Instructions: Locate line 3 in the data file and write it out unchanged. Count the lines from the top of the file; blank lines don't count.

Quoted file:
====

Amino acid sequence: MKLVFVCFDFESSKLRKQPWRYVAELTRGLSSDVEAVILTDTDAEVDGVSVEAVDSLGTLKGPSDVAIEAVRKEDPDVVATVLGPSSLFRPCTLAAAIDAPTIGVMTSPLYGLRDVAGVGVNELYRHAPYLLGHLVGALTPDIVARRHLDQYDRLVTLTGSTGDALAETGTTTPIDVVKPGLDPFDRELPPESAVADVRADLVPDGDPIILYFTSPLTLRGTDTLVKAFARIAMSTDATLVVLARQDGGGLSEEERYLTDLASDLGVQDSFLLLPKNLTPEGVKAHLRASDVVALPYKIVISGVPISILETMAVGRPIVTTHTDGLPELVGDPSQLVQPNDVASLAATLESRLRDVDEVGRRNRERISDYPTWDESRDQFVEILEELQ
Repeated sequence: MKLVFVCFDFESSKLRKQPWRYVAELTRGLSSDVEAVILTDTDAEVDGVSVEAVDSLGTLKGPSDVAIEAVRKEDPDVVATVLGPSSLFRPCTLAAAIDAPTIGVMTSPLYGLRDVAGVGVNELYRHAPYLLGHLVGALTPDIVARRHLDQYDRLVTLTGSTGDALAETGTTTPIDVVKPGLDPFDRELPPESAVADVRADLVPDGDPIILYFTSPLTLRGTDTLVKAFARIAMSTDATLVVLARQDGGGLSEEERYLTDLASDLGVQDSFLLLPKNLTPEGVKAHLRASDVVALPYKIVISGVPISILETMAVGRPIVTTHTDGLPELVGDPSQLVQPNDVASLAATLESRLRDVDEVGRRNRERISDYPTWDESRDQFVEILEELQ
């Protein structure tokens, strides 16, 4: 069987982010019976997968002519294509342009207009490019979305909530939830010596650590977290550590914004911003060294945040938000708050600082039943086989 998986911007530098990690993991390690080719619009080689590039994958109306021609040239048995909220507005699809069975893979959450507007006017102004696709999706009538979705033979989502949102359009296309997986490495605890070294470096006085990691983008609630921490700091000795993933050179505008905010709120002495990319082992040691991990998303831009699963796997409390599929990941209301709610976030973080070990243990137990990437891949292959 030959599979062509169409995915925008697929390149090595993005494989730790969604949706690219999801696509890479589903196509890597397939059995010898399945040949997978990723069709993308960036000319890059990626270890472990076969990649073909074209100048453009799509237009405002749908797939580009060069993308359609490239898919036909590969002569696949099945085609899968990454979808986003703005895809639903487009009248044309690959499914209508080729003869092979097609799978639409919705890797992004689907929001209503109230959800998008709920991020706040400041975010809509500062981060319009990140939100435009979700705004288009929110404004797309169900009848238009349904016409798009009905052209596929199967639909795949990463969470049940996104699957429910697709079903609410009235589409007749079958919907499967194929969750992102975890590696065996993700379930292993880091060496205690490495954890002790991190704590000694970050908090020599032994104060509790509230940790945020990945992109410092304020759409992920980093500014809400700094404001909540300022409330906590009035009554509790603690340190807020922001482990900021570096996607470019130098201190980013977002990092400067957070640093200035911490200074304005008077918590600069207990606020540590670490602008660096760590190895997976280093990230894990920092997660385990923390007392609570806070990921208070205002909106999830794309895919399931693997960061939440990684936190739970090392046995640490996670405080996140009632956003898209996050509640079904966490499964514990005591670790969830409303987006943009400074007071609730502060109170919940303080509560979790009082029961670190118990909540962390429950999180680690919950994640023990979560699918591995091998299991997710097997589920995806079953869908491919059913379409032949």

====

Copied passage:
């Protein structure tokens, strides 16, 4: 069987982010019976997968002519294509342009207009490019979305909530939830010596650590977290550590914004911003060294945040938000708050600082039943086989 998986911007530098990690993991390690080719619009080689590039994958109306021609040239048995909220507005699809069975893979959450507007006017102004696709999706009538979705033979989502949102359009296309997986490495605890070294470096006085990691983008609630921490700091000795993933050179505008905010709120002495990319082992040691991990998303831009699963796997409390599929990941209301709610976030973080070990243990137990990437891949292959 030959599979062509169409995915925008697929390149090595993005494989730790969604949706690219999801696509890479589903196509890597397939059995010898399945040949997978990723069709993308960036000319890059990626270890472990076969990649073909074209100048453009799509237009405002749908797939580009060069993308359609490239898919036909590969002569696949099945085609899968990454979808986003703005895809639903487009009248044309690959499914209508080729003869092979097609799978639409919705890797992004689907929001209503109230959800998008709920991020706040400041975010809509500062981060319009990140939100435009979700705004288009929110404004797309169900009848238009349904016409798009009905052209596929199967639909795949990463969470049940996104699957429910697709079903609410009235589409007749079958919907499967194929969750992102975890590696065996993700379930292993880091060496205690490495954890002790991190704590000694970050908090020599032994104060509790509230940790945020990945992109410092304020759409992920980093500014809400700094404001909540300022409330906590009035009554509790603690340190807020922001482990900021570096996607470019130098201190980013977002990092400067957070640093200035911490200074304005008077918590600069207990606020540590670490602008660096760590190895997976280093990230894990920092997660385990923390007392609570806070990921208070205002909106999830794309895919399931693997960061939440990684936190739970090392046995640490996670405080996140009632956003898209996050509640079904966490499964514990005591670790969830409303987006943009400074007071609730502060109170919940303080509560979790009082029961670190118990909540962390429950999180680690919950994640023990979560699918591995091998299991997710097997589920995806079953869908491919059913379409032949």